I also wanted to add, I felt abandoned by my natural birthing community after my section. My midwife didn't want anything to do with me post section, and when I walked in for my pp checkup, she seemed not to remember that I had even had a section. (asked how my vagina was healing?). She did not speak to my husband or I after the section, until the next day.
post #30 of 111
What a great thread. I have had 5 c-sections. My first was absolutely unnecessary. I am thankful of the outcome, my son is alive and well but because of the mistakes that were made I always had to have a c-section. All of my births were by different providers. The wiser I got, the better the outcome each time until my 5th was as perfect as a c-section birth as you could ever ask for.

The thing that was the number 1 was all my providers treated me as a human being with a brain in her head that only wanted the best for her baby even if that differentiated with what their personal beliefs were. I think this is so key. They honored every detail of our birth plan. They listen to me. This late in the ball game I know what works for me and what does not work for me.
post #31 of 111
Quote:
Originally Posted by rainbowmoon View Post
Um wow, this thread makes it sound like the woman who has a csection is doomed. Sure it can be dissapointing but dehumanized? Really? (Yeah I could tell from the OP you haven't had a c/s!!)

Personally my c/s done w/ the utmost respect and care as far as I could tell. My Dr's and MW did not dehumanize the experience for me or my babe in the least. No need to feel pity for us! I really pity those who feel they need to waste their energy onjudging someone else's experience!

Quite frankly this board all by it's lonesome made me feel like crap though about it all quite personally. Something I could have done without. All another part of the mommy wars though IMHO and who is doing what the "right" way..sigh.

I really truly am disgusted by threads like this.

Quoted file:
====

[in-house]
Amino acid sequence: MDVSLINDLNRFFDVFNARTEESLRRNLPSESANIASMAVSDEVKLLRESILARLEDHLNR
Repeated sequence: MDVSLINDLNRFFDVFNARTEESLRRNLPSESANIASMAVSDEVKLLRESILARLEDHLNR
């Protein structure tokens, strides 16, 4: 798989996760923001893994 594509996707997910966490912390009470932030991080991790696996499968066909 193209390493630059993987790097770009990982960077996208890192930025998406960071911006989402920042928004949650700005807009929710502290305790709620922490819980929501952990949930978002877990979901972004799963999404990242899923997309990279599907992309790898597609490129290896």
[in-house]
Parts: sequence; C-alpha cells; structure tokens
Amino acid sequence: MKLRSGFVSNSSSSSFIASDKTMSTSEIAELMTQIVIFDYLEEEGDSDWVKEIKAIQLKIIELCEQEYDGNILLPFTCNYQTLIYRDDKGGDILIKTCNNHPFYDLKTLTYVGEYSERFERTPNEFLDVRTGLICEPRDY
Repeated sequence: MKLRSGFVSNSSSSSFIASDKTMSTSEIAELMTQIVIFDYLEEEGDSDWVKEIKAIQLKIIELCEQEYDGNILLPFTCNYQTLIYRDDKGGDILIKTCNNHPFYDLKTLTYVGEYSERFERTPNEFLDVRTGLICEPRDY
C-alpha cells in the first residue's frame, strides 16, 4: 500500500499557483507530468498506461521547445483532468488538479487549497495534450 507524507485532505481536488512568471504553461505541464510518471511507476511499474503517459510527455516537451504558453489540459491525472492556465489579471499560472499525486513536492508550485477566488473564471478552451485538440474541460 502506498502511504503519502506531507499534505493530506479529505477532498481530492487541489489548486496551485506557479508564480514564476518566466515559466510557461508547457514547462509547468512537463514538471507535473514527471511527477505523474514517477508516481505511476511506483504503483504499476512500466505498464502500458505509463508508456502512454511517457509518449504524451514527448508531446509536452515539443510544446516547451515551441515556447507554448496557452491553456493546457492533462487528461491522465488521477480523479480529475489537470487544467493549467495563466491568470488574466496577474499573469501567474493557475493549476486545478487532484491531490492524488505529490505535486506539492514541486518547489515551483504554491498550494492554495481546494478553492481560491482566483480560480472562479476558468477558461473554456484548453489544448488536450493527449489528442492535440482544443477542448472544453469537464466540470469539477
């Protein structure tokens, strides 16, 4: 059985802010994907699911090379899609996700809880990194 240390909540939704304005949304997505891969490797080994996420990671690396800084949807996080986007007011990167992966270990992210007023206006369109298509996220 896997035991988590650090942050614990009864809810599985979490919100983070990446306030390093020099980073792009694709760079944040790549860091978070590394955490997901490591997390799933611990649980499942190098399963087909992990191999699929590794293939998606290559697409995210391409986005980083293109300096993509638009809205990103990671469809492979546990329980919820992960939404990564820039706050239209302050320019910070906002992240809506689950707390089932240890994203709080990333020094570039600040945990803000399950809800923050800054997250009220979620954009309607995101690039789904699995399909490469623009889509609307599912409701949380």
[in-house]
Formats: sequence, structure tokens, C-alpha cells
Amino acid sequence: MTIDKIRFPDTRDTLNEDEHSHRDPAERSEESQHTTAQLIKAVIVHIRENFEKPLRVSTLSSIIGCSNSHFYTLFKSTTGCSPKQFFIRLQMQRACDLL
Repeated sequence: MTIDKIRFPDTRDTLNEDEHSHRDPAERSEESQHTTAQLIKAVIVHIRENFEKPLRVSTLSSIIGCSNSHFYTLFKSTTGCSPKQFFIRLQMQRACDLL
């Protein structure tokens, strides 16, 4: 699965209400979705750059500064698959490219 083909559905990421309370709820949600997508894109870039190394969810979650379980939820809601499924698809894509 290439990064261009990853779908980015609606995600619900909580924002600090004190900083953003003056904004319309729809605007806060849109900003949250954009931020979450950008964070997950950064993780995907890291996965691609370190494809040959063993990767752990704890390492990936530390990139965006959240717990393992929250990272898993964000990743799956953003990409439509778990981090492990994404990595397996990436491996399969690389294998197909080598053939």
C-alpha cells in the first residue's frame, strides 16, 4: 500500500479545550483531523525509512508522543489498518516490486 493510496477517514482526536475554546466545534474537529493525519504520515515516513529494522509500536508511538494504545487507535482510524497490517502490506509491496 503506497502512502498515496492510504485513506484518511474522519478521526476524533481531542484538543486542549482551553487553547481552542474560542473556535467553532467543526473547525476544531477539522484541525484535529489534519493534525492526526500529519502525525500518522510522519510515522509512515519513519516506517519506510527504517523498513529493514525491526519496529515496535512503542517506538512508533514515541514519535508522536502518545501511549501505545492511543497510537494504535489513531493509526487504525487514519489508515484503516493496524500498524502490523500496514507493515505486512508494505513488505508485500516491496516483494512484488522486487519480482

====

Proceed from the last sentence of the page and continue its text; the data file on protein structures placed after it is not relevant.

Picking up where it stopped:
Furthermore, I find the title of this thread really offensive and ridiculous. How about a halt on the judgement and pity that us c/s moms feel from those within the natural birth community? Support will go a lot farther in helping the poor c/s moms!

If you're REALLY worried about it why not trying to do something worthwhile like addressing malpractice insurance & hospital policies, etc. Stop victimizing the MOTHERS! It's not helpful!
Ok, I think this is a bit unfair to the OP. While I guess I'm not qualified to speak because I haven't had a c-section either, my interpretation of what she was saying is that in many instances that we hear about on this board and in other places, mamas are not treated well during and after c-sections. Not ALL the time, but enough that for many women it makes what is often a challenging situation worse. I know that personally (and I realized this very clearly while reading this thread), I am very fearful of having a c-section in large part because I am afraid of not being treated with respect because of the stories I have heard of, for example, docs making inappropriate remarks as if the woman is not in the room or awake, inappropriate music playing in the OR, doctors and nurses minimizing the experience or the woman's feelings about it, not being offered enough help with breastfeeding in the hospital, being separated from baby for hours unnecessarily, and on and on.

I do understand that there is a perception of abandonment of c/s moms by the NCB community and I think that there are definitely individuals out there whose words and actions have created that perception, and that needs to be worked on. But I think the OP's intentions here were pure.
post #32 of 111